A well-traveled South Florida bridge is not at risk of imminent collapse, authorities said this week, diverging from the US Coast Guard's warning that the bridge would soon fail.
Stuart Mayor Mike Meier said that the 24-year-old bridge will not immediately collapse, despite the Coast Guard's cautioning on Wednesday after a large crack in the bridge was discovered. The initial warning was issued to 'drive the point home that it was not safe to travel under the bridge,' Meier said.
'Let me be clear: There is no evidence to suggest that the bridge will collapse imminently,' he said during a news conference Wednesday.
The Florida Department of Transportation discovered the crack Tuesday during a 'routine bridge inspection' that occurs every two years, the mayor said.
A chunk of concrete fell off the bridge and exposed some rusted steel cables, so officials immediately blocked off a portion of Dixie Highway, also called the Old Roosevelt bridge, which crosses underneath the newer bridge.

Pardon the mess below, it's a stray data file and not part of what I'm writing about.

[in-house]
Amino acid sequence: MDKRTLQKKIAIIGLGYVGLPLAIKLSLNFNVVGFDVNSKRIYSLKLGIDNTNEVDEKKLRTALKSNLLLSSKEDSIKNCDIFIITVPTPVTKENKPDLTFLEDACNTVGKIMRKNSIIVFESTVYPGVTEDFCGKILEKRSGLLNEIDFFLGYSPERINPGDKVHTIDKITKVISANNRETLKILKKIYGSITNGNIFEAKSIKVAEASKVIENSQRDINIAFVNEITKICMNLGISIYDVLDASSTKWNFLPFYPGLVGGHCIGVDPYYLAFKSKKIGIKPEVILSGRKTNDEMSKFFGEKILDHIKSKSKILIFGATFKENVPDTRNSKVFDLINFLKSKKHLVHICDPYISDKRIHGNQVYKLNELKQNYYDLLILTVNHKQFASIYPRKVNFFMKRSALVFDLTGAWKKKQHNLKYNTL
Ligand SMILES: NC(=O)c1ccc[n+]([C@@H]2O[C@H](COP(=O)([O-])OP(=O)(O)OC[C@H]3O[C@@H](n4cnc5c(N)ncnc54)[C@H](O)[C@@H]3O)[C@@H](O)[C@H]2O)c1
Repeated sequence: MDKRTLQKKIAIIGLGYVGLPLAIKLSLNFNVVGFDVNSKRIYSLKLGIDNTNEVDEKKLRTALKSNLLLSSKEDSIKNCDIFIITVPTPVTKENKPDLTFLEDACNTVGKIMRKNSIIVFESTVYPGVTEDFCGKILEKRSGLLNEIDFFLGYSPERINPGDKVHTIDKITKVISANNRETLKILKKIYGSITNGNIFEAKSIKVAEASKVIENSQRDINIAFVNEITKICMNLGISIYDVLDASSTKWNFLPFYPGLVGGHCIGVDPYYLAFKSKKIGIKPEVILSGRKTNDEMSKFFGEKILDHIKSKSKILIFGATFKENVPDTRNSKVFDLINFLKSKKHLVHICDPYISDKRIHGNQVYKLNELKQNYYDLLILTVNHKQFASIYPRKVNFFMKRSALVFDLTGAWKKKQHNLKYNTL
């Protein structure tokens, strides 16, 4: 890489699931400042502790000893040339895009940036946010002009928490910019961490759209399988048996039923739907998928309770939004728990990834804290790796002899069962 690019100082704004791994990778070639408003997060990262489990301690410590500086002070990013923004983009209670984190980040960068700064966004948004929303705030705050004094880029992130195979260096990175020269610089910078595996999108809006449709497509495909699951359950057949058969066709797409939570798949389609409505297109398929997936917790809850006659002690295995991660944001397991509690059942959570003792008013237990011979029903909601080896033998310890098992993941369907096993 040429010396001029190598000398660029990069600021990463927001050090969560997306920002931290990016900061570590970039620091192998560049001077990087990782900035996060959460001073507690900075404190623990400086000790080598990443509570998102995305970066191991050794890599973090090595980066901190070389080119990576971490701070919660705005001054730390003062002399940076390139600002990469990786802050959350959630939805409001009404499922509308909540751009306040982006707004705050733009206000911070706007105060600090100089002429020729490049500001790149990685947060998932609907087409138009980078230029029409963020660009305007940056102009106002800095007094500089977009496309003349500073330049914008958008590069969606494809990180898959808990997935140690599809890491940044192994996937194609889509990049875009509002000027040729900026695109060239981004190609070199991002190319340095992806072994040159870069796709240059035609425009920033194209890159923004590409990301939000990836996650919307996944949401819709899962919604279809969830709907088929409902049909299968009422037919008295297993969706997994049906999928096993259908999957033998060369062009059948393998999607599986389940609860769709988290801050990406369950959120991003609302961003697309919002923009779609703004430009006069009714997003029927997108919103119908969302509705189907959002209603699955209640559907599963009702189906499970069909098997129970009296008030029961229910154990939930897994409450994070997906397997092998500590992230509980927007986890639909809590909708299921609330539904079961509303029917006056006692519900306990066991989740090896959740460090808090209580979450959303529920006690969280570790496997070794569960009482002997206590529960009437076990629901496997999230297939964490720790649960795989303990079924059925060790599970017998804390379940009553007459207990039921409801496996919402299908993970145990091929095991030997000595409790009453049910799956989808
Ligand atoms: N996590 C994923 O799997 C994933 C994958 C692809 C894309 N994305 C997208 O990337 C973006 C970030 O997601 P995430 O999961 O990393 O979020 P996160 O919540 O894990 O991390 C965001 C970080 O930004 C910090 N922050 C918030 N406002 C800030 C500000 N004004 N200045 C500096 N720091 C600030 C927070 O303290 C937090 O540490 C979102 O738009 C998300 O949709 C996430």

Both the northbound and southbound Roosevelt bridge are closed to traffic while the Department of Transportation inspects them, Meier said. Both sides showed signs of structural damage.
Meier said the closures happened out of an 'overabundance of caution,' though Department of Transportation officials concluded that there wasn't a risk of immediate failure.
Boats can travel under the bridge again, where the Coast Guard had initially blocked off commercial maritime travel.
But the bridge itself is still closed, and will be until further notice, Stuart police said.